Once an application has been submitted, the NRC initiates the environmental review by publishing a notice of intent (NOI) to develop an EIS. The NRC develops and writes the EIS with significant information from the applicant. The process begins by conducting scoping, or assessing the environment potentially affected, and holding public meetings to determine what factors should be included. The NRC then writes a draft EIS and makes this available for public comment and further public meetings. The agency incorporates that feedback and develops a final EIS which is then used as a tool in making the ultimate licensing decision.

The flowchart below illustrates the thorough EIS process and its context within the broader NRC licensing process for new reactors.

Source: NRC

The complexity of the chart shows how the process can quickly lead to lengthy delays if the NRC does not keep it strictly on track. And in fact, those delays appear to be occurring. While there are no deadlines for reviews in the current regulatory code, the NRC expects reviews to take about 2-3 years, according to its website. CEQ data from 2010-2017, however, shows the average time it took to go from the NOI to a final record of decision was 3.72 years. Excluding license renewals, that review time jumps to 4.4 years.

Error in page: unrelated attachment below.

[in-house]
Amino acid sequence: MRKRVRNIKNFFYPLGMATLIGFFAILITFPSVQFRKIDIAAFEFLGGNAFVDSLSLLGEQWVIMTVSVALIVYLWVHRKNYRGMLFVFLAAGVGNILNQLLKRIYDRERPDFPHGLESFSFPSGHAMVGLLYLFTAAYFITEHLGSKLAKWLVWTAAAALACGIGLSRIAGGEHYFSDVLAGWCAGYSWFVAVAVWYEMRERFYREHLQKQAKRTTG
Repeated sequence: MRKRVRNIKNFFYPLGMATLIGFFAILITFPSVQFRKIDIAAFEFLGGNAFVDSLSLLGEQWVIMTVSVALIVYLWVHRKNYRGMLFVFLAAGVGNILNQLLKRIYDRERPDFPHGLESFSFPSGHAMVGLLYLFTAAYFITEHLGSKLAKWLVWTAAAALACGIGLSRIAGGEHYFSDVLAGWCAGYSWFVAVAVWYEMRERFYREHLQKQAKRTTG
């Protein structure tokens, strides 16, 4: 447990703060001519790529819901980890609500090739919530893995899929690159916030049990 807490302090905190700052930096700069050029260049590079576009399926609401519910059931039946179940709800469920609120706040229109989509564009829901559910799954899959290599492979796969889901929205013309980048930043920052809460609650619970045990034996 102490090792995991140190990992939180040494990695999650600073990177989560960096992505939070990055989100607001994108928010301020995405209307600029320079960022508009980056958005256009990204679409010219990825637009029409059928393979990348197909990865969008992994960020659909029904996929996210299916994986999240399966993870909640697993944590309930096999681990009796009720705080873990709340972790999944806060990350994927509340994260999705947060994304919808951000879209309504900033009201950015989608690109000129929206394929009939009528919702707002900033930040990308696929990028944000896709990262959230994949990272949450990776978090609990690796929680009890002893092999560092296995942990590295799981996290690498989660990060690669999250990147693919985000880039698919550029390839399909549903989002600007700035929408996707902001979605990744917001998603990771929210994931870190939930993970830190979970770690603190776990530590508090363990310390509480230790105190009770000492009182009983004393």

Similarly, the NRC’s EISs are longer than they are supposed to be under CEQ’s regulations, which sets an expectation that final EISs should typically be less than 150 pages and less than 300 pages for unusually complex statements. Across the government, as environmental interests increased their reliance on NEPA as a mechanism to stall infrastructure projects, applicants and agencies have tried to prevent adverse court decisions by building as robust an EIS as possible. The result is lengthy and costly statements, and the NRC is no different. According to CEQ data on EIS length for those statements completed between 2013 and 2017, the average length of an NRC EIS was 890 pages. In fact, all the NRC statements included in the data exceeded the NEPA-expected length for complex projects in the draft EIS stage alone.